"I used to be paralyzingly codependent, to the point where I was a chameleon."

The Good Place’s new season (premiering Sept. 27) opens with Eleanor and her pals—save for Ted Danson’s immortal architect Michael and his Siri-like sidekick, Janet—back on Earth. “Michael and Janet are holding the joystick in the afterlife,” Bell says, “and discovering how much they can meddle with our lives on Earth.” That’s all she will say about the forthcoming installment—and don’t even think about asking why Eleanor was being chased around an office in a pink sweater.

When Bell was a teenager, she wouldn’t have been pegged as a trailblazer. While attending Shrine Catholic High School in suburban Michigan, she asked her parents, who divorced when she was a toddler, to buy her a copy of the album Betty by the alt-metal band Helmet. She had no interest in the music; she wanted to hang the cover in her locker, thinking she’d come off as a bad girl and therefore be more popular. “I used to be paralyzingly codependent, to where I was a chameleon with any situation,” she says. “I would agree with people and give them what they wanted—to a point.” 

This chameleon-like quality, however, would eventually come in handy. After high school, Bell studied acting at New York University’s Tisch School of the Arts, but dropped out after being cast in the Broadway musical adaptation of The Adventures of Tom Sawyer. Later, she moved to Los Angeles to pursue film and television work. In her first major role, she played the president’s abducted daughter in filmmaker David Mamet’s Spartan, and guest starred on such critically acclaimed shows as The Shield and Deadwood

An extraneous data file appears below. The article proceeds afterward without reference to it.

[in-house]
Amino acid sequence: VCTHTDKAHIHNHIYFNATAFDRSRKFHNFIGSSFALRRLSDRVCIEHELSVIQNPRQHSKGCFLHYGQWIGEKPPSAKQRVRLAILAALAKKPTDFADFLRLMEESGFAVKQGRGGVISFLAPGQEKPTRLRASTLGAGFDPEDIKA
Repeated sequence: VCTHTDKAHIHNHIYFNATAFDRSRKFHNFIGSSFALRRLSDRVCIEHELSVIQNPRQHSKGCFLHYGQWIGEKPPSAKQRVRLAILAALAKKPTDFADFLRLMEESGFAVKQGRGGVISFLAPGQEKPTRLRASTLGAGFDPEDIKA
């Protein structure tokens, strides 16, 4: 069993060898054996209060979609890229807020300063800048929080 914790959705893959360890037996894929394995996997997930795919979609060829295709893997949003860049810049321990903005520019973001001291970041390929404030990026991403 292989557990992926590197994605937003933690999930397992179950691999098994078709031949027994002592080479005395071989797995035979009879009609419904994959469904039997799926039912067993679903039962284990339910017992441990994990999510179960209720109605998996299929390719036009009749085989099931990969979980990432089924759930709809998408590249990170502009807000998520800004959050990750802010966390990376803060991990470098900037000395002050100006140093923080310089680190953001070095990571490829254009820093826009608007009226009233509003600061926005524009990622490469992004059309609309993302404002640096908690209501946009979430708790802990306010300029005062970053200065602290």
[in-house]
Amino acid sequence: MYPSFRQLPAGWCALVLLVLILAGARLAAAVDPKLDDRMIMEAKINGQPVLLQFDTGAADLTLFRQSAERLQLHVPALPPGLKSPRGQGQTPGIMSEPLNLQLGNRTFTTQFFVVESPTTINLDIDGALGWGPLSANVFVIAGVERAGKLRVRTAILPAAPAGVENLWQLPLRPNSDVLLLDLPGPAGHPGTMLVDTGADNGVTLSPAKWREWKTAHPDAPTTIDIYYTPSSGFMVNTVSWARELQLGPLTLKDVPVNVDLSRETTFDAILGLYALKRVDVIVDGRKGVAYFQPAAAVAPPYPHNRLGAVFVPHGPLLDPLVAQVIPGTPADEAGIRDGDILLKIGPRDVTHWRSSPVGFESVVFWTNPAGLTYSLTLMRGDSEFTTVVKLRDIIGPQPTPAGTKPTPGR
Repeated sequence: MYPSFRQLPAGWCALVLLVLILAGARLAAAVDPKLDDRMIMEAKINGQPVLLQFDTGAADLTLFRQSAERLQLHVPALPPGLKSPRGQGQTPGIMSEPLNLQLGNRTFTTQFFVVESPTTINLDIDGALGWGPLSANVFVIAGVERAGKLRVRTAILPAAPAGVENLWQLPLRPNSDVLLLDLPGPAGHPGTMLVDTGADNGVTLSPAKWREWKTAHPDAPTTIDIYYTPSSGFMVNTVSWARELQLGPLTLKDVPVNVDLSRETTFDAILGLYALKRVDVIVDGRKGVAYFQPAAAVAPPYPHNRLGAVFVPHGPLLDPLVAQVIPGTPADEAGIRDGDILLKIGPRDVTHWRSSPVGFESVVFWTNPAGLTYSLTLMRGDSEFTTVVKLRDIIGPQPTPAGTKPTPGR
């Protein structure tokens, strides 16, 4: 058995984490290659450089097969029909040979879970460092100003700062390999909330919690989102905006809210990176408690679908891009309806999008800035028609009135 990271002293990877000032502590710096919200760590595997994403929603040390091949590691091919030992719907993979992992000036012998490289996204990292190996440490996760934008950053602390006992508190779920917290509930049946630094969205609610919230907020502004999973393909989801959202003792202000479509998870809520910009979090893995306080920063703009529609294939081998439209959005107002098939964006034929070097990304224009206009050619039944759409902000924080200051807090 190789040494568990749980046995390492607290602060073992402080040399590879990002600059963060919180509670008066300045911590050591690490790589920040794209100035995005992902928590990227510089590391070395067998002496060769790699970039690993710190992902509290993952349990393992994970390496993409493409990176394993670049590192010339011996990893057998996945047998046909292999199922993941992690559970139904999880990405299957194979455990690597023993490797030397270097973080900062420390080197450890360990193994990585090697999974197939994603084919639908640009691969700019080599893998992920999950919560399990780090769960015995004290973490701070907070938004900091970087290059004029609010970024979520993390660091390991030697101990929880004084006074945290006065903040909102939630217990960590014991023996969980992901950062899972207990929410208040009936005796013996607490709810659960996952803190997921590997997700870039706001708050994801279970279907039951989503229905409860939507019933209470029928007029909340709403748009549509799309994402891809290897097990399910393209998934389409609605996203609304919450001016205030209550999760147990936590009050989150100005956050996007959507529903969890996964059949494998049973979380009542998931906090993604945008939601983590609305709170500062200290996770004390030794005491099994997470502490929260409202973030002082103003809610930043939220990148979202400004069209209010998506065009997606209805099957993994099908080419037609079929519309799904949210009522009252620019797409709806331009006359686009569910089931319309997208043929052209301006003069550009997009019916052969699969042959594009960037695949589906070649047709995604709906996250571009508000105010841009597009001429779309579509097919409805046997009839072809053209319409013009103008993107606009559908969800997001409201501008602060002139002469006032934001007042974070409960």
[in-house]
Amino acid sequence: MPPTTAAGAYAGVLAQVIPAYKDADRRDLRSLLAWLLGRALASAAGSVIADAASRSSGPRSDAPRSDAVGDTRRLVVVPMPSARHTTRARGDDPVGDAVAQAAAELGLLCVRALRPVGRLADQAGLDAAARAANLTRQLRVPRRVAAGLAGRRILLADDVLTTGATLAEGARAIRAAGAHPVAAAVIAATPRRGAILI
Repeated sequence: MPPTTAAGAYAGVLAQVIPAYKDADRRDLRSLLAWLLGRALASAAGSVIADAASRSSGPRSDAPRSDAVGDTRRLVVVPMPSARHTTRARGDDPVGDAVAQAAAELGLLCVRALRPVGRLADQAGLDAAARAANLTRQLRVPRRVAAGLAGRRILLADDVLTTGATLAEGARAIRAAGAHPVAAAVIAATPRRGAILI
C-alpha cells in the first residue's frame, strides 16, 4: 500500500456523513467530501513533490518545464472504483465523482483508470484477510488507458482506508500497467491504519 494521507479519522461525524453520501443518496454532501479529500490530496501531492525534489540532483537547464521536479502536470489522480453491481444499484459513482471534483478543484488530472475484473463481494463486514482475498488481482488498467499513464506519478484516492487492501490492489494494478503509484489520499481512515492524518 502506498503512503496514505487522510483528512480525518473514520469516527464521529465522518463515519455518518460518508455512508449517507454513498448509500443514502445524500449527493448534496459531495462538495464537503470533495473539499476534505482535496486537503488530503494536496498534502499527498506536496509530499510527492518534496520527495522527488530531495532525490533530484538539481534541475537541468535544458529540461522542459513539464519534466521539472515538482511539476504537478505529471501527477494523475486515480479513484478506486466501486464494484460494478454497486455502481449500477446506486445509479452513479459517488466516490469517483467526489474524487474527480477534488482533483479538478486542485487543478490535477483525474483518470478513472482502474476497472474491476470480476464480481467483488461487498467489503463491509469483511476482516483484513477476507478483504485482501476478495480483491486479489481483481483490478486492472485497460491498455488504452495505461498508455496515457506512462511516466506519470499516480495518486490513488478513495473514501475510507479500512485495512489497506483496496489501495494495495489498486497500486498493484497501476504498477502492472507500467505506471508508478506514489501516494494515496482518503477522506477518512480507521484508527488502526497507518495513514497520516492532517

Today, Bell doesn’t have to try so hard to fit in. With her down-to-earth manner and quick wit, the two-time People’s Choice Award winner has become a go-to guest host for the likes of Jimmy Kimmel and Ellen DeGeneres, and was the first-ever person selected to emcee a Screen Actors Guild Awards ceremony. She has also managed to avoid the social media melees that beleaguer many public figures. When asked how it feels to have achieved this level of popularity, Bell winces a little. “Well, it feels good,” she says. “I’m not being honest if I don’t say it feels great to be liked.”

Mostly, though, Bell is just happy to be solidly employed, unmotivated by seeing her name appear at the top of the credits. She played the straight woman to Melissa McCarthy’s wild bully in The Boss and an overworked mother in the Bad Moms films, in addition to her array of voiceover work for film, TV and video games. “It’s an amazing gift to feel like I am a part of the entertainment industry,” she says. “It’s the easiest, most well-paid job on the planet.” 

This is not to say that Bell doesn’t have outside interests. She is vigorously active in several causes—immigrant rights, mental health and animal rights among them—a trait she traces back to her unusually sensitive childhood. (She has been a vegetarian since age 11.) “I was the kid crying in the corner while other kids were killing bugs,” she recalls. “One time, when I was 16, I stepped on a slug, cried for 20 minutes, then buried it in a matchbox and gave it a funeral service. My parents, of course, were like, ‘Oh, she’s going to have a lot of trouble in her life.’ I’ve turned it into something that I really enjoy.”

In 2014, Bell and Shepard launched their most personal campaign. Inspired by an anti-paparazzi bill backed by Halle Berry and Jennifer Garner, the couple sought to stop media outlets from publishing photos of celebrities’ children. The rationale was that entertainment figures choose to live in the public eye; their offspring do not. “I thought nobody was going to listen to us,” she says, “but you have to try.” The pair met with photo agencies across Hollywood and petitioned celebrity friends to deny interviews to outlets that used images of children without their parents’ consent. In response to the campaign, a majority of entertainment outlets vowed to cease using such photos.